With all the chuckling over the image of “women in binders” from last week’s presidential debate, it is easy to overlook the issue of workplace flexibility that Gov. Romney inserted into the national conversation.
When he talked about providing flexibility for a woman on his staff while Governor in Massachusetts he focused, as do many in the working world, on moms of younger children:
"I recognized that if you're going to have women in the workforce that sometimes you need to be more flexible," Romney said. "My chief of staff, for instance, had two kids that were still in school. She said, 'I can't be here until 7 or 8 o'clock at night. I need to be able to get home at 5 o'clock so I can be there for making dinner for my kids and being with them when they get home from school.' So we said, 'Fine. Let's have a flexible schedule so you can have hours that work for you.'"
The thing is, for us moms of kids/teens/ adults with chronic illnesses and developmental disabilities, we need flexibility and understanding in the workplace for a whole lot more than just coming home to make dinner (that’s why God invented Trader Joes by the way). We may need time off during the workday for meetings with special education administrators at the public school, to attend speech therapy sessions or even to provide medical assistance. But don’t worry, we will make sure that the work gets done, even if we answer emails in the middle of the night and take our conference calls in doctors' waiting rooms.
Take the example of a courageous Mom in Washington D. C. Latesha Taylor a 36-year-old single mother has been caring for her daughter’s type 1 diabetes for eight years, and when the school district’s nurse isn’t there, it is Latesha who has to drop everything at work and run over to the public school to help out with blood glucose monitoring, insulin shots, and any emergency glucagon to keep her daughter Loretta healthy and able to learn during school. Because of all these absences, Latesha’s had trouble keeping a job. Thanks to legal advocates and the American Diabetes Association, the school district has agreed to train more staff in the schools to help Loretta manage her diabetes, but I am still concerned that the flexibility Latesha will need for all the medical-related appointments may not be forthcoming from a future employer.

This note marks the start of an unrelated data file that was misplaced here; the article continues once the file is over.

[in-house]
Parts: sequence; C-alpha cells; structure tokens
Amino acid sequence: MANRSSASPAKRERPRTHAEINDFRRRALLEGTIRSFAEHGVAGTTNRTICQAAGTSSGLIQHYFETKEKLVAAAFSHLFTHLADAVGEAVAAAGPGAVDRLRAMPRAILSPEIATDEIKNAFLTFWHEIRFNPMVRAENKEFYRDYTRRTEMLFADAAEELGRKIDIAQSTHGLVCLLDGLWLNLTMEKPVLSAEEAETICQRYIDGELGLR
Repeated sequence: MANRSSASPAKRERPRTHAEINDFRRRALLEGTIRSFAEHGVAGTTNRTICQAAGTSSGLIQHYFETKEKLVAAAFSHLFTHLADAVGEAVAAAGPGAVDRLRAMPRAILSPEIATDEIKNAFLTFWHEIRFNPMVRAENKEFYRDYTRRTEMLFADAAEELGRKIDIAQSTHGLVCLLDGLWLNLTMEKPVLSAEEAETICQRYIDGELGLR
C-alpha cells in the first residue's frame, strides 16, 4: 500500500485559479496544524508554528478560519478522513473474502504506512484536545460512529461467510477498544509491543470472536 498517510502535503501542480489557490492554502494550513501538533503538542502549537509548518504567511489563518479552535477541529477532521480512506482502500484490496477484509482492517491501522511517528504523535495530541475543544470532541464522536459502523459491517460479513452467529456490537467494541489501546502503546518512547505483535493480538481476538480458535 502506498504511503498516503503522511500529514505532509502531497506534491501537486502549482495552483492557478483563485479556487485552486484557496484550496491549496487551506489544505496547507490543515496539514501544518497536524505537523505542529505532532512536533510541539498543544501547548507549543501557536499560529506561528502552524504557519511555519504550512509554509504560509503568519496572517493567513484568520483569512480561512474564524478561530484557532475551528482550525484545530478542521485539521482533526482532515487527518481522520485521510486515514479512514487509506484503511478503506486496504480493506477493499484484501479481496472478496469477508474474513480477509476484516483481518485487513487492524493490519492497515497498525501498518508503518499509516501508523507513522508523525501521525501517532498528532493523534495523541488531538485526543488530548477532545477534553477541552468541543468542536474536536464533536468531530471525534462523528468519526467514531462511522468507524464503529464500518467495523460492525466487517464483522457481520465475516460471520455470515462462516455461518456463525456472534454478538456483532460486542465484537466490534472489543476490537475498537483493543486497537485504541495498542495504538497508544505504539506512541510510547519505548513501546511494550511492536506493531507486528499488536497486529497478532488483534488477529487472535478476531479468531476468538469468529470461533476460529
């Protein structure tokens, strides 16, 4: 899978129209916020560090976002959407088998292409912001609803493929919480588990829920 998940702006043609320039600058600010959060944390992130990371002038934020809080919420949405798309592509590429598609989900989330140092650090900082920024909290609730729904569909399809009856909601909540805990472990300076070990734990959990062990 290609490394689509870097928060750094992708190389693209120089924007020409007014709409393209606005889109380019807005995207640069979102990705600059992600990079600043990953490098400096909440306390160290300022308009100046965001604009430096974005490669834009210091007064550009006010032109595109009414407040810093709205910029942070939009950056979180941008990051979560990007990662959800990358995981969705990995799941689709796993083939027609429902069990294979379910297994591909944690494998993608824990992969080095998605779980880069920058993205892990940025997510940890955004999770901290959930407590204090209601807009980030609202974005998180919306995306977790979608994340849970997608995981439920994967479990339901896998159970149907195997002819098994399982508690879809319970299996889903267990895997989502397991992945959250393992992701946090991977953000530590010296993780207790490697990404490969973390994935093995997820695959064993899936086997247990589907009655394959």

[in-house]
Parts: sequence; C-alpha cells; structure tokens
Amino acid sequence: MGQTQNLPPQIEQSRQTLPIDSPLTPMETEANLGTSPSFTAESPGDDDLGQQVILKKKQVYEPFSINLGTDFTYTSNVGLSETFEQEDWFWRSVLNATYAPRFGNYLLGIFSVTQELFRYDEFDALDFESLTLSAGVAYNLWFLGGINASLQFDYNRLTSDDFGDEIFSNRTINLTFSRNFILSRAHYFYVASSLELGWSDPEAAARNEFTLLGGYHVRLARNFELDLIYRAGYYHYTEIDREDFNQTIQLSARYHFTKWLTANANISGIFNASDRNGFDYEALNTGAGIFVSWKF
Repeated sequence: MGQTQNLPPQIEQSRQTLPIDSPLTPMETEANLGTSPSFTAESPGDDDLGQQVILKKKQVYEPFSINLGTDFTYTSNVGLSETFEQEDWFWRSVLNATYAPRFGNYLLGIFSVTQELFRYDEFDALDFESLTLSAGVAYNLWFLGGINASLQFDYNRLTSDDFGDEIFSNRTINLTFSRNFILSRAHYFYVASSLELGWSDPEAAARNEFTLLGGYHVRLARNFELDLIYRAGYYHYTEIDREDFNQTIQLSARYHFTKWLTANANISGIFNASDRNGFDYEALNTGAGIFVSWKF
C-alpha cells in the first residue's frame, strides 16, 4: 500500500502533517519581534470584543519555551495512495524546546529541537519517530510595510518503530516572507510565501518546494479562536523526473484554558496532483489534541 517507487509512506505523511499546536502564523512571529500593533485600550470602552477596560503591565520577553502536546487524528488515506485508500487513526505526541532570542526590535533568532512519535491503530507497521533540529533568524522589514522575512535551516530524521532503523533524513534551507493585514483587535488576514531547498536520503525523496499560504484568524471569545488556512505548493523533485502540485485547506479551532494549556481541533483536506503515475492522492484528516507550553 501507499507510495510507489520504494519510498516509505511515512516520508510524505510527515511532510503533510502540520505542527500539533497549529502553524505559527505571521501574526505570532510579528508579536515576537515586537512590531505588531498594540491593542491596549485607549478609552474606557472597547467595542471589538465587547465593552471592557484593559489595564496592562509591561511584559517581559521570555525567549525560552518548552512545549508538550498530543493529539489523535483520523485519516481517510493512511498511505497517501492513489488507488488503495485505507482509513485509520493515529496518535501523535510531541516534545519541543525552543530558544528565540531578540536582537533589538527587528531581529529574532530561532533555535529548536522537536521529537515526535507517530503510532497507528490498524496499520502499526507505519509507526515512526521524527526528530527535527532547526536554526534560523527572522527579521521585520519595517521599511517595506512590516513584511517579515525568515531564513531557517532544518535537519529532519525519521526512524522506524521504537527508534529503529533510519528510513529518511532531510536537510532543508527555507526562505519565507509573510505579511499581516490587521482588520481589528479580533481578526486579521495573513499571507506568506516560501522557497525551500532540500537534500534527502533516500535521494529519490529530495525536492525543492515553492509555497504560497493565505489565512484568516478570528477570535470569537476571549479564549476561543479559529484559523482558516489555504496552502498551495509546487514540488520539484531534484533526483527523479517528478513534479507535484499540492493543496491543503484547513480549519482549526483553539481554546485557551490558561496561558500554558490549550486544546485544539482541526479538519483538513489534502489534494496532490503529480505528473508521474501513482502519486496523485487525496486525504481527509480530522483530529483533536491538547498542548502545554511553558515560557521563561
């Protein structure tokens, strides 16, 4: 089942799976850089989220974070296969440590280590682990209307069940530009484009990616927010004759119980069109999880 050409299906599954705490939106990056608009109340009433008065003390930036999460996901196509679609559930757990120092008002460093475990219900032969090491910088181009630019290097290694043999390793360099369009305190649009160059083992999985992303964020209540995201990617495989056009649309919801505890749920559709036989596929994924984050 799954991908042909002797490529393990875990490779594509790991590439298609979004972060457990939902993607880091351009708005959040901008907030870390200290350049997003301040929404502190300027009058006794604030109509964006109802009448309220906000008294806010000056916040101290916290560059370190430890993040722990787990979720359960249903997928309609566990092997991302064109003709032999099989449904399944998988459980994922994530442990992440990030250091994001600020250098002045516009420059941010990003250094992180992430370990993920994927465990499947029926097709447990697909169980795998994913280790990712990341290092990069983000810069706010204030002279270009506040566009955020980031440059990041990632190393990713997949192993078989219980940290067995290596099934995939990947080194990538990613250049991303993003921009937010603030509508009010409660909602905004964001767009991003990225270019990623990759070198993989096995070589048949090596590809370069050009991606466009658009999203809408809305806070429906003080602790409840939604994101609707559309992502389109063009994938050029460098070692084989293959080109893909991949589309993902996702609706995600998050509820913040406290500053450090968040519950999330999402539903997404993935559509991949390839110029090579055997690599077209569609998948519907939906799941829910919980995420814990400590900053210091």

Another issue is that kids like our son, Danny, don’t magically become able to take care of themselves just because they have reached some chronological age. With his combination of physical and intellectual disabilities, he will need someone around 24/7 for the rest of his life. And no matter how organized I’ve tried to be, there are invariably unanticipated situations. The sitter gets a flat tire, Danny gets a stomach bug or the high school decides to throw in a “minimum day” without telling us. In all those cases, Mom gets the first call.
I’ve been pretty fortunate. Since Danny’s diagnosis at 13 months, my direct supervisors in various Jewish and general non-profit agencies have been very supportive but that doesn’t mean that the whole organization gets it. Unless the organization has a clear written policy about how they will handle workplace flexibility for on-going family issues for all employees, previous “understandings” can disappear overnight.
So maybe we do need some binders after all…
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